Thursday, July 15, 2010

On yet another costume intended to attract attention and generate debate

If you haven't seen it yet, Entertainment Weekly has Ryan Reynolds in his Green Lantern outfit on the cover of their special Comic-Con preview issue.  And predictably, it's generated some comment.

I do have some problems with the outfit, but likely not the ones most have.  The mask looks a bit odd.  It's too low in the middle, which makes the sides look almost pointy.  The lines of (I presume) energy look like they're supposed to mimic the sinews of muscle.  It's interesting, but makes the suit look too busy.  I'm hoping that's more of a "climactic" effect, to give the look of his body bursting with energy, perhaps after drawing a charge directly from the central battery. 

But here's the thing.  The pic is billed as a "first look", and that's exactly what it is.  With almost a full year until the premiere, I'll lay odds this design will change.  It's one of the mixed blessings of CGI effects - you can tweak it until quite close to the release date. 

In fact, I'm betting this isn't even actual CGI output.  It looks much more like Photoshop.  Take a look at the hi-res copy of the pic at Newsarama.  The mask looks rather flat, much more like it's just painted on his face, as opposed to the more solid look that you'd assume a mask would have, even one generated by the ring, as this one allegedly is.  The colors of the suit are flat, with not too much texture.  I'm betting this is only a pale shadow of what the final product will be.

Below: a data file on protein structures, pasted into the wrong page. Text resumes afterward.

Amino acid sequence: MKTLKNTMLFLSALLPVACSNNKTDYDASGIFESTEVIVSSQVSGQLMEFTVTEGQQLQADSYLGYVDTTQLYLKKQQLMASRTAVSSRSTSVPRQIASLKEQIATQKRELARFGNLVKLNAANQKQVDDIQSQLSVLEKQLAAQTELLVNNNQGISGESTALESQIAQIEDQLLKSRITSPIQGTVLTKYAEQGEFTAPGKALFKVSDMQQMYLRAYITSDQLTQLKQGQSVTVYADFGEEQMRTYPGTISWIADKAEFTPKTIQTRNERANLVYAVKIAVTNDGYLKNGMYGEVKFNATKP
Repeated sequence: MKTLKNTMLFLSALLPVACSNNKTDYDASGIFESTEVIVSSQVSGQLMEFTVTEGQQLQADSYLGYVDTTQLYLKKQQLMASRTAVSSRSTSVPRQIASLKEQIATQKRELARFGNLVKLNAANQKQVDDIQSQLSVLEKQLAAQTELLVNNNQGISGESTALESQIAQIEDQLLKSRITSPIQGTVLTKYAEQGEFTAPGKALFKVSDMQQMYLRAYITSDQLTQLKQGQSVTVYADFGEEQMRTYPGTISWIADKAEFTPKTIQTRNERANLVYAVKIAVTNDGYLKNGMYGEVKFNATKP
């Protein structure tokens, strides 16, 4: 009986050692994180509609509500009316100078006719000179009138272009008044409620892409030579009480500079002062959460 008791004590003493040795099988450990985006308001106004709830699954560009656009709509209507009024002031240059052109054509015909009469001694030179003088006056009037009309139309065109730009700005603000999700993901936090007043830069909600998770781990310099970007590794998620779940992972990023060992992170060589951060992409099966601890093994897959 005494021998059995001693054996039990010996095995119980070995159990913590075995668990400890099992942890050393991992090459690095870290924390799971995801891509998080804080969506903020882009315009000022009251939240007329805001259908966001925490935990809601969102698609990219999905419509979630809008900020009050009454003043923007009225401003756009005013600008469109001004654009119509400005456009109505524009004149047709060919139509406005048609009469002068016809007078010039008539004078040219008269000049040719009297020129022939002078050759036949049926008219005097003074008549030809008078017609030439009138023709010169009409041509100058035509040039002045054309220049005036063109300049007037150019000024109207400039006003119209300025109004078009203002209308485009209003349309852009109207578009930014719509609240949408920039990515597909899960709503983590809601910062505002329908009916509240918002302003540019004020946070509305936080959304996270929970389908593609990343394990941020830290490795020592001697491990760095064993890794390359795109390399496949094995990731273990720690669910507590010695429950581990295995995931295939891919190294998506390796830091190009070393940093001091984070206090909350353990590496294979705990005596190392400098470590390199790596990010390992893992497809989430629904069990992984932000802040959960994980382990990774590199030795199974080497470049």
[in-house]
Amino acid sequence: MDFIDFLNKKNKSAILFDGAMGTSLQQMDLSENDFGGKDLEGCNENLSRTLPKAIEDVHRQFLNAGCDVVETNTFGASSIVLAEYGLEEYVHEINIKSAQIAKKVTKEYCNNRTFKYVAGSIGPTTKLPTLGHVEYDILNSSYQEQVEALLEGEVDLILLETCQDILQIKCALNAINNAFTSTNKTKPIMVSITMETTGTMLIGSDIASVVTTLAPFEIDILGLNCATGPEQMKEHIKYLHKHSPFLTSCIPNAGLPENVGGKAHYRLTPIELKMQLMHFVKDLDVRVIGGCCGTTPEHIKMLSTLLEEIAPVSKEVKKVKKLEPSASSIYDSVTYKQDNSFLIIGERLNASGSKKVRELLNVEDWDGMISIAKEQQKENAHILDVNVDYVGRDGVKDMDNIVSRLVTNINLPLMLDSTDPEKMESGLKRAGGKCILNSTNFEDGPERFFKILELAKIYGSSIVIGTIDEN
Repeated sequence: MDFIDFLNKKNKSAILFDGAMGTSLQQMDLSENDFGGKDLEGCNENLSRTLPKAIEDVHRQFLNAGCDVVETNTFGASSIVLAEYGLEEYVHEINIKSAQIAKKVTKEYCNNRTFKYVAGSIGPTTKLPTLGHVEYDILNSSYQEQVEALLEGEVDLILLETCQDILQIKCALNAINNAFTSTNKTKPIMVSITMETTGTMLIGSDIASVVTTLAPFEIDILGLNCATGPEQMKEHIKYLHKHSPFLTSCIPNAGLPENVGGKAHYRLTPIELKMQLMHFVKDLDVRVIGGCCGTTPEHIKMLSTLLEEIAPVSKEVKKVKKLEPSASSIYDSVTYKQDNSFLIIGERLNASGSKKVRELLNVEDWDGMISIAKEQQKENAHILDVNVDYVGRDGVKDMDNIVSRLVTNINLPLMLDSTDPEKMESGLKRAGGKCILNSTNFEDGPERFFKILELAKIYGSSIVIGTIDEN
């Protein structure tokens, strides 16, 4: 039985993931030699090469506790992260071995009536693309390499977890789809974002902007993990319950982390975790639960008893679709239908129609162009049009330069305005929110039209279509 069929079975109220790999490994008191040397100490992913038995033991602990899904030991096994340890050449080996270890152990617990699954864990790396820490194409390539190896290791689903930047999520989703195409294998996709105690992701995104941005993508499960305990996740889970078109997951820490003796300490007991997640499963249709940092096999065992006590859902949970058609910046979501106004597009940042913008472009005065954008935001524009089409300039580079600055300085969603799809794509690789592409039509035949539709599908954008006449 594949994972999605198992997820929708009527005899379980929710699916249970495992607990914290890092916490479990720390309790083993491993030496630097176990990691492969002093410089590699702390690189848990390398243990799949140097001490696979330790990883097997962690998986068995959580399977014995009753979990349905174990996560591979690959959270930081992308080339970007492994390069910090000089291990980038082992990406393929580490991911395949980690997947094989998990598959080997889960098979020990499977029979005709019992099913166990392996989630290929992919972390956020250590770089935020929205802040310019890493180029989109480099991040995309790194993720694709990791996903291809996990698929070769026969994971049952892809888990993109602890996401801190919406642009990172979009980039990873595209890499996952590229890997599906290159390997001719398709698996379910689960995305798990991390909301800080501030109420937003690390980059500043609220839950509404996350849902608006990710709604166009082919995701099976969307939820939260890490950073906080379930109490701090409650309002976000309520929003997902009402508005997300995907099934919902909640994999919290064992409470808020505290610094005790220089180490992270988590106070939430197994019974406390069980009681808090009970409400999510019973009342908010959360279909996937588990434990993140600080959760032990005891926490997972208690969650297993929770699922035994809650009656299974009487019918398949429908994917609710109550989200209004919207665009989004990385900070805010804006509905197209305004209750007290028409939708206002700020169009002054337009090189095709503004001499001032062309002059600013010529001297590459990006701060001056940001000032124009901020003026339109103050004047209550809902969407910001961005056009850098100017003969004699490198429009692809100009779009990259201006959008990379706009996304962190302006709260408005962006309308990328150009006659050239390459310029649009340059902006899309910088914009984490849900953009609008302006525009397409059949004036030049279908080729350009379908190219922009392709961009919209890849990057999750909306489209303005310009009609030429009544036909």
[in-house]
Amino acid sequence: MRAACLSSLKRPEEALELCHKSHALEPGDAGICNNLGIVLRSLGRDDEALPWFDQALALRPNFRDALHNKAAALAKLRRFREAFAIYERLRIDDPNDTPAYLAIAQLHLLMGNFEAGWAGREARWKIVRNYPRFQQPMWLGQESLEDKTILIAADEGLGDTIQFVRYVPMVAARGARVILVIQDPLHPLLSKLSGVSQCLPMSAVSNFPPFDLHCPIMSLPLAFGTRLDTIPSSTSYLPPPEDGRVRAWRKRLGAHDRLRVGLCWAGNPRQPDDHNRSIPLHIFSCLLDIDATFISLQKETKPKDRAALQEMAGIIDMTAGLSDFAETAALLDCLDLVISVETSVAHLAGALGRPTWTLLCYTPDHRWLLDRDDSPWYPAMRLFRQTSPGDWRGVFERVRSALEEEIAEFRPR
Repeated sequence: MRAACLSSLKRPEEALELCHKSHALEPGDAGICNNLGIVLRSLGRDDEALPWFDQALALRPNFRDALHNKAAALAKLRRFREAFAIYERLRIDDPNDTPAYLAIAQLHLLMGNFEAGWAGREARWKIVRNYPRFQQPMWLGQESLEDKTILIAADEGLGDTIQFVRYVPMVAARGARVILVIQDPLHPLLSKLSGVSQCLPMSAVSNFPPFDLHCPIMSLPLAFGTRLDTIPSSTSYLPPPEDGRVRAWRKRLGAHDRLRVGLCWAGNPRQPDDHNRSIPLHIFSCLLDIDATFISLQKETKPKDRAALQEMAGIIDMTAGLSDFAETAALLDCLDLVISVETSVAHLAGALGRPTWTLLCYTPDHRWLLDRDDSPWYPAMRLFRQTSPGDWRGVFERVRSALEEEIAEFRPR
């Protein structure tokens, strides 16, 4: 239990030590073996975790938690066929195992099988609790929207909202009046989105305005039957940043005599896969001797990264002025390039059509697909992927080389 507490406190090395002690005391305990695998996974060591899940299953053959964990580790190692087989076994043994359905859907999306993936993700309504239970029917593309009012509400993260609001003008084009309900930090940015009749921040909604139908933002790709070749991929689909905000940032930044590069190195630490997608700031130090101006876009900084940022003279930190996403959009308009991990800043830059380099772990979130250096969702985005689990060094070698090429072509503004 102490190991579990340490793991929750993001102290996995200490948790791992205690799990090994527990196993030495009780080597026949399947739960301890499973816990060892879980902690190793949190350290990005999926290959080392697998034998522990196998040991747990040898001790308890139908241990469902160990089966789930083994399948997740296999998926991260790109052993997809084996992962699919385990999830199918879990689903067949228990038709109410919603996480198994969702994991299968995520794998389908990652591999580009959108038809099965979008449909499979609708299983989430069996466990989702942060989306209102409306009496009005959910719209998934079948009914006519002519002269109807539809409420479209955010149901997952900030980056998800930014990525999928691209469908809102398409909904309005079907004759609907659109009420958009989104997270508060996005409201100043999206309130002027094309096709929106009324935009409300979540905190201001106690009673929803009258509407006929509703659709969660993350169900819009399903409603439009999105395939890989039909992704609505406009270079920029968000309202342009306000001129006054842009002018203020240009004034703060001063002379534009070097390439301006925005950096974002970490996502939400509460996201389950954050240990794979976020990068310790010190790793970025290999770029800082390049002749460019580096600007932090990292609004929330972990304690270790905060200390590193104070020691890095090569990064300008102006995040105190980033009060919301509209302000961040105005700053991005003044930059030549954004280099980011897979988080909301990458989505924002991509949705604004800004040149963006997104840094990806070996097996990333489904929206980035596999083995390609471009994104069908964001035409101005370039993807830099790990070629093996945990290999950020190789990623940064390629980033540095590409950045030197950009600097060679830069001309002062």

My copy will likely be waiting for me at home today or tomorrow, and if there are more pictures inside, I'll be able to make a more educated decision.  But right now, my decision is that I can't MAKE a decision.  You can't make a decision on the film based on one picture.

At least, not any more.  I remember when that picture of Michael Keaton in his Bat-gear showed up in, of all things, TIME magazine.  The photo was intended to calm the fans down, to make sure we understood that this was to be a serious take on the character, not a comedy, regardless of the choice of star.  And it worked - there wasn't a comic shop in the country that didn't have a copy of that pic posted.  You could hear the sigh of relief, followed by the first of many held breaths over the next decades as our anticipation built.

But that suit was a physical thing. They were almost finished filming by the time that photo hit.  If fandom cried foul, they had no way to change it.  With the GL costume being CGI, if there's a hue and cry about it, they can change it with relative ease.

If there's any fully-rendered effects yet, they exist solely to show at Comic-Con next week.  And even they may change in 12 months.

There will be PLENTY of leaked footage, in-progress effects shots and photographs taken from 3 miles away using  L.B. Jeffries' telephoto lens from Rear Window for you to make your mind up about the film before it opens.  Don't hang all your outrage on a last-minute slapped together piece to get a shot on the EW cover.  Save it, parcel it out over time.  If you declare the film crap now, you run the risk of being ignored for the next year.  And if there's one thing the children of the internet fear, it's being ignored.

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